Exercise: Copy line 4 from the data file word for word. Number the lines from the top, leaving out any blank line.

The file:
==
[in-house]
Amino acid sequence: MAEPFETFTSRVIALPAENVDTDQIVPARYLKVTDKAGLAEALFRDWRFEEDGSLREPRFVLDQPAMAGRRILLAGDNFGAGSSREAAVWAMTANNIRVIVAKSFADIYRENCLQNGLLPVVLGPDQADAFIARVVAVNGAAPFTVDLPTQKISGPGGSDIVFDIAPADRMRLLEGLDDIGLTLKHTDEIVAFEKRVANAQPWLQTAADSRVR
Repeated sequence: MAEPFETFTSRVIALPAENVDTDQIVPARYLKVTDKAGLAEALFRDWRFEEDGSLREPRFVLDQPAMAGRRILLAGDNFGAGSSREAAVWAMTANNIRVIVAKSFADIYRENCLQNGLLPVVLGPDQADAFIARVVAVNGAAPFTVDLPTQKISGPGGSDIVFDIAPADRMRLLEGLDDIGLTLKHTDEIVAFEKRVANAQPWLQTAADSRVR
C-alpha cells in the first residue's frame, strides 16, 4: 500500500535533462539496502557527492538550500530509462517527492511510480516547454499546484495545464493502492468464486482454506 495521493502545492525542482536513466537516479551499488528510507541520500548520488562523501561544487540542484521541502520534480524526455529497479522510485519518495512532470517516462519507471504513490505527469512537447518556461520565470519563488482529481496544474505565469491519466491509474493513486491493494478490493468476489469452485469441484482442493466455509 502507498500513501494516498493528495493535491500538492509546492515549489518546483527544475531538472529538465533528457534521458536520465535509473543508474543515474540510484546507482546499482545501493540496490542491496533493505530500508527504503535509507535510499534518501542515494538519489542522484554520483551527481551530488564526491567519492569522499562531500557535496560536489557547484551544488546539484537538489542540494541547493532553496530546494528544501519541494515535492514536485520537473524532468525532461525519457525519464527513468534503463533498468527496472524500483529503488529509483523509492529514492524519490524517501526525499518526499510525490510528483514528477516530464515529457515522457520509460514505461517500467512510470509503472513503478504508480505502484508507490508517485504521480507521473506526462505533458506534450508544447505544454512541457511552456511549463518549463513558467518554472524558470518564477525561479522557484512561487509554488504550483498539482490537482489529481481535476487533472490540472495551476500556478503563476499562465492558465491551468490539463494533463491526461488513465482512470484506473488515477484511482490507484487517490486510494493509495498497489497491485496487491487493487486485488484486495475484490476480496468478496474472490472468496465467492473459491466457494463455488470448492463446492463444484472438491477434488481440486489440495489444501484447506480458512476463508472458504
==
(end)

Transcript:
C-alpha cells in the first residue's frame, strides 16, 4: 500500500535533462539496502557527492538550500530509462517527492511510480516547454499546484495545464493502492468464486482454506 495521493502545492525542482536513466537516479551499488528510507541520500548520488562523501561544487540542484521541502520534480524526455529497479522510485519518495512532470517516462519507471504513490505527469512537447518556461520565470519563488482529481496544474505565469491519466491509474493513486491493494478490493468476489469452485469441484482442493466455509 502507498500513501494516498493528495493535491500538492509546492515549489518546483527544475531538472529538465533528457534521458536520465535509473543508474543515474540510484546507482546499482545501493540496490542491496533493505530500508527504503535509507535510499534518501542515494538519489542522484554520483551527481551530488564526491567519492569522499562531500557535496560536489557547484551544488546539484537538489542540494541547493532553496530546494528544501519541494515535492514536485520537473524532468525532461525519457525519464527513468534503463533498468527496472524500483529503488529509483523509492529514492524519490524517501526525499518526499510525490510528483514528477516530464515529457515522457520509460514505461517500467512510470509503472513503478504508480505502484508507490508517485504521480507521473506526462505533458506534450508544447505544454512541457511552456511549463518549463513558467518554472524558470518564477525561479522557484512561487509554488504550483498539482490537482489529481481535476487533472490540472495551476500556478503563476499562465492558465491551468490539463494533463491526461488513465482512470484506473488515477484511482490507484487517490486510494493509495498497489497491485496487491487493487486485488484486495475484490476480496468478496474472490472468496465467492473459491466457494463455488470448492463446492463444484472438491477434488481440486489440495489444501484447506480458512476463508472458504